Evidence was also taken from William Mather who said that he “was rather more than nine when he first worked in a pit,” Joseph Pedley, who was 12, and John Levern. “12 years old; they work from half past six until eight o’clock (all have about a mile to walk to the pit); they are obliged to work at night every five weeks, for a week, but then they do nothing during the day.”

Charles Chouler, Lord Middleton’s Agent, stated that “there is no sick fund, but in case of serious accident, Lord Middleton allows 2s 6d a week at least, and finds medical aid.”

One can only hope that James Davis was to receive such help when he received the injuries that paralysed him in an accident at the pit over 35  years later.

To us today, it is quite amazing that none of the people giving evidence thought that children should not be sent down the pit at all!  However, 1s. a day was quite a very substantial sum, bearing in mind that an adult farm labourer would earn about 12s a week and the rent on a cottage was £2. 10s. a year! No wonder parents wanted to get their children down the mine as early as possible!


The Commission was also required to consider the moral condition of the children, which would include their education, or lack of it. So we read that: “William Mather learns to read and write, reads the Testament and is in small hand. Before he worked in the pit attended the free school. Joseph Pedley reads in the Testament, but does not write. He has been at Sunday school since he was five: Mather and Pedley do not go to play, but are glad to go to bed, - Levern likes a bit of play: does not know his letters.”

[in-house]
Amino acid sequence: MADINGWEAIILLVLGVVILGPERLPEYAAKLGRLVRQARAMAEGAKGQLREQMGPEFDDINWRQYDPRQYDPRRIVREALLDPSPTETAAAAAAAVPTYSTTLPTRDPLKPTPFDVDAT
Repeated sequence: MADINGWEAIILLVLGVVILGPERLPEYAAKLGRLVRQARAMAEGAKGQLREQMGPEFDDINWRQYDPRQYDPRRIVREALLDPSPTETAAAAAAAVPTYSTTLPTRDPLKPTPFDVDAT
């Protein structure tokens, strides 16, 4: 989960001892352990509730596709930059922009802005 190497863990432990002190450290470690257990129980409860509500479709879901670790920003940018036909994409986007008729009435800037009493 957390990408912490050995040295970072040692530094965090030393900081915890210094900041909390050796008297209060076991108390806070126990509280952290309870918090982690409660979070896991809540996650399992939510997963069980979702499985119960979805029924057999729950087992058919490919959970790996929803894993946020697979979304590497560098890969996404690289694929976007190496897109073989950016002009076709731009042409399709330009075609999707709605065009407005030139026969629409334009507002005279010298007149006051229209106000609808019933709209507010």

The Commission refers to the “free school that is open to 15 children from Wollaton, 10 from Trowell and 5 from Cossall. They used not to allow children who did not attend regularly to remain in the school, but within these few months the master has rather relaxed, and if there is a vacancy teaches Lord Middleton’s collier children on the days they are not employed in the pit”

We know more of this free school from a rather flowery article in the Nottingham Mercury, three years later, in 1846: “There is a free school founded by the munificence of the noble proprietors of Wollaton Hall for the education of those children whose opportunities allow them to devote a longer time to their studies.   Children of all the different classes of society in the village together; farmers, cottagers, labours, colliers, all send their children to the same foundation for instruction, and all sit as one family side by side, without any distinction other than what merit confers; and as all are obliged to attend equally clean and neat in their persons and apparel and all are equally restrained in the use of vulgar and offensive language.  About 20 children from Wollaton attend the free school, which is situated mid-way between the three villages, so as to be convenient for all” Unfortunately the site of this school is not shown on any map, but we suspect it shared the premises of the Workhouse on Trowell Moor, just beyond Balloon Houses (see photo and 1835 map above).